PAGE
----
- The Soviet army withdrew their chemical weapon stocks to long-term storage in 1983-84.
- Mirzayanov never worked on theoretical developments or practical synthesis.
- In the second half of the 1980s, the KGB undertook a counter-intelligence operation intended both to disinform the other side and to identify channels through which information was being leaked. For this purpose, stories about non-existent projects to develop “a new chemical super-weapon” were composed, and the version with Novichoks was passed to Mirzayanov.
- Mirzayanov was identified immediately as a channel of leakage, removed from all real work in 1990, and allowed to continue (unwittingly) as a channel of disinformation.
The terms “blue dye operation”, “barium meal” or “canary trap” have been used for this type of counter-intelligence operation in which suspects are passed different versions of a story so as to identify which of them is passing information to adversaries.
A passage in Mirzayanov’s 1995 article appears to corroborate Lazarchuk’s story that information about possibly non-existent projects was deliberately passed to him:
More than fifty top secret documents, many of which had not previously been in my possession, somehow appeared among my files at work. For example, though I had never officially had access to the project that developed and tested the Novichok-5 agent, one document detailed my technical assignment to this program
After Mirzayanov had been arrested and charged, additional documents that appeared to confirm his story and were marked top secret were made available to him to prepare his defence, before the case was dropped by the prosecutor on 11 March 1994. In his 1995 article Mirzayanov noted that:
What became clear was that those prosecuting me were less concerned with protecting state secrets than with making an example of me. To wit, as I prepared my defense, I was legally allowed to copy numerous top secret documents – many of which I had never seen before – and distribute them to my attorney, the press and others abroad who were denouncing my persecution.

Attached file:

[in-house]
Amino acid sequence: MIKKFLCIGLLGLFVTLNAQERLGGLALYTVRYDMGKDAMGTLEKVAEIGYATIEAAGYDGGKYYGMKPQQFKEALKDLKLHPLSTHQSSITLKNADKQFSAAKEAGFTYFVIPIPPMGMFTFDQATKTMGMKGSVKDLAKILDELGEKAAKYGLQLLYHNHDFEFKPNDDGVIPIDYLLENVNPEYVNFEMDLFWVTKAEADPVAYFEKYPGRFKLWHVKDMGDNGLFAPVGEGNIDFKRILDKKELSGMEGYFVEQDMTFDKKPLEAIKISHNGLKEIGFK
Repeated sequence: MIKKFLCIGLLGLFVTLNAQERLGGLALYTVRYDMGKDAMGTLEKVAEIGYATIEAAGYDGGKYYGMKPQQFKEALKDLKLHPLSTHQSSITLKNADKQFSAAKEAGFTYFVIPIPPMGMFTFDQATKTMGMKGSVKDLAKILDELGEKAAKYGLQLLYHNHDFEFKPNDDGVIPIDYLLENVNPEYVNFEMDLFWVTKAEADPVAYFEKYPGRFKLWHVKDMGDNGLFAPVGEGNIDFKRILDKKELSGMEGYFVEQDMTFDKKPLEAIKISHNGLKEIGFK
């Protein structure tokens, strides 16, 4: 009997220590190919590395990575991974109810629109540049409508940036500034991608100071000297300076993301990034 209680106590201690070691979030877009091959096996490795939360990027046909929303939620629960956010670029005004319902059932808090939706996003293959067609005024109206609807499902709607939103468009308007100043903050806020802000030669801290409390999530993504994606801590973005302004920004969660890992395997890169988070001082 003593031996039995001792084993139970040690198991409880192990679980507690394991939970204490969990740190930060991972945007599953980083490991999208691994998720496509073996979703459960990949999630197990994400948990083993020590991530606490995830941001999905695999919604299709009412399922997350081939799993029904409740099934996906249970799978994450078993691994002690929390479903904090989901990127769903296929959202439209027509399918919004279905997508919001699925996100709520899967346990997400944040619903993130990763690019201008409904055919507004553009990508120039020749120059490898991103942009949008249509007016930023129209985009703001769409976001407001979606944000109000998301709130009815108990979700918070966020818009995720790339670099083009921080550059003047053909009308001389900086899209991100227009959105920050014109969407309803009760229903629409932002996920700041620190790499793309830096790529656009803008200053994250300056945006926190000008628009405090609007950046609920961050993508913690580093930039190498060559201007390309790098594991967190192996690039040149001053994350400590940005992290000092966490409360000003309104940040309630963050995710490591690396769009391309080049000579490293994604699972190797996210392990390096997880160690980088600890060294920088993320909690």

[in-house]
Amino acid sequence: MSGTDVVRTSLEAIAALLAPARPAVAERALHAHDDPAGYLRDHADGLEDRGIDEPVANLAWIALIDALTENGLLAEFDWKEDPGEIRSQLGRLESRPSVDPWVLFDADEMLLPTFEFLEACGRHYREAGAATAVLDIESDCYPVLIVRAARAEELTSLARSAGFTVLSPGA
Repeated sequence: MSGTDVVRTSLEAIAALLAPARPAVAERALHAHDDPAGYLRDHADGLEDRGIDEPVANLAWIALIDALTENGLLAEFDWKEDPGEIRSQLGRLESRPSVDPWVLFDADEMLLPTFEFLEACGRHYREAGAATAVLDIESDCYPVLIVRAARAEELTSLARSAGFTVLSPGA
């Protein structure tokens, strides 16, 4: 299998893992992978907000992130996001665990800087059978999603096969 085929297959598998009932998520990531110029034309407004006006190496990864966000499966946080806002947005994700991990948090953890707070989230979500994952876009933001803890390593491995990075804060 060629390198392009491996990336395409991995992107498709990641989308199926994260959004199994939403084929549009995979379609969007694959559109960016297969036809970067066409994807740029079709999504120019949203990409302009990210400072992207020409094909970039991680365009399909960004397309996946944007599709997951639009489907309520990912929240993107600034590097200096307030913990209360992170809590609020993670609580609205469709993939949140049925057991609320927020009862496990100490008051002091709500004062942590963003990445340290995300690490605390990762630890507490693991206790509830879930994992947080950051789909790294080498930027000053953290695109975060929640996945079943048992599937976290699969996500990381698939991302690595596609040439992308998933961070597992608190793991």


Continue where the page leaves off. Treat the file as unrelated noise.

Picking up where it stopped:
Four of these documents were reproduced in English translation in Mirzayanov’s autobiography published in 2008. Copies of the Russian originals dating from 1993 exist in the Sussex Harvard Information Bank and for at least one of these there is an contemporary English translation that agrees closely with that given later by Mirzayanov. Excerpts from the versions in Mirzayanov’s book are given below:
- Annex 5 (25 September 1992, marked top secret): Resolution of the Permanent Technical Commission at GosNIIOKhT, chaired by Y I Baranov
Referring to Mirzayanov’s story that a new toxic agent more effective than VX and resistant to treatment had been developed, the document stated:
This information is true. GOSNIIOKhT (currently, GRNIIOKhT) did synthesize, studied, and tested a number of new chemical compounds of different classes that are considerably more potent than the VX gas (the substance that the U.S. is armed with) by a complex of combat characteristics, including difficulties of treatment. According to available information, the armies of the countries that possess chemical weapons are not armed with an equivalent of the above-mentioned agent. Equipping chemical ammunition with such compounds considerably increases its effectiveness.
Referring to Mirzayanov’s story that a binary version had been developed, the document stated:
This is also true. GRNIIOKhT developed its own binary weapons based on the new chemical agent and these weapons are currently being tested.
- Annex 30 (24 February 1993, marked secret): Transcript of the Inspection:
The Inspection established: Case N 73-3, inventory number 6291, in one volume, on 260 numbered pages in the dark-blue cardboard folder. In this case there is a document on pages 160-165 with the title “Technical order for a part of the experimental and design work of “Agent A-232” based on the system of components” and the cipher “Novichok-5,” stamp “Top Secret,” number 2187 ss/khf. The document contains 9 clauses. (Further, all the clauses are enumerated.) [At the bottom of the last page of the original document there is a signature and the date 20 April 1990, in blue ink.] During the inspection, Kuznetsov explained that Agent A-232 mentioned in the technical order was the new chemical agent in its binary version, created at GRNIIOKhT.
- Annex 31: (dated 16 May 1990, marked top secret): Technical order for the compound part of the experimental and design work of “Agent A-232” based on the system of components. (document referred to in Annex 30):
The code “Novichok-5” – The development, manufacture and delivery of bodies of special products (models) of the explosion mode of operation for testing the system of components “A-232”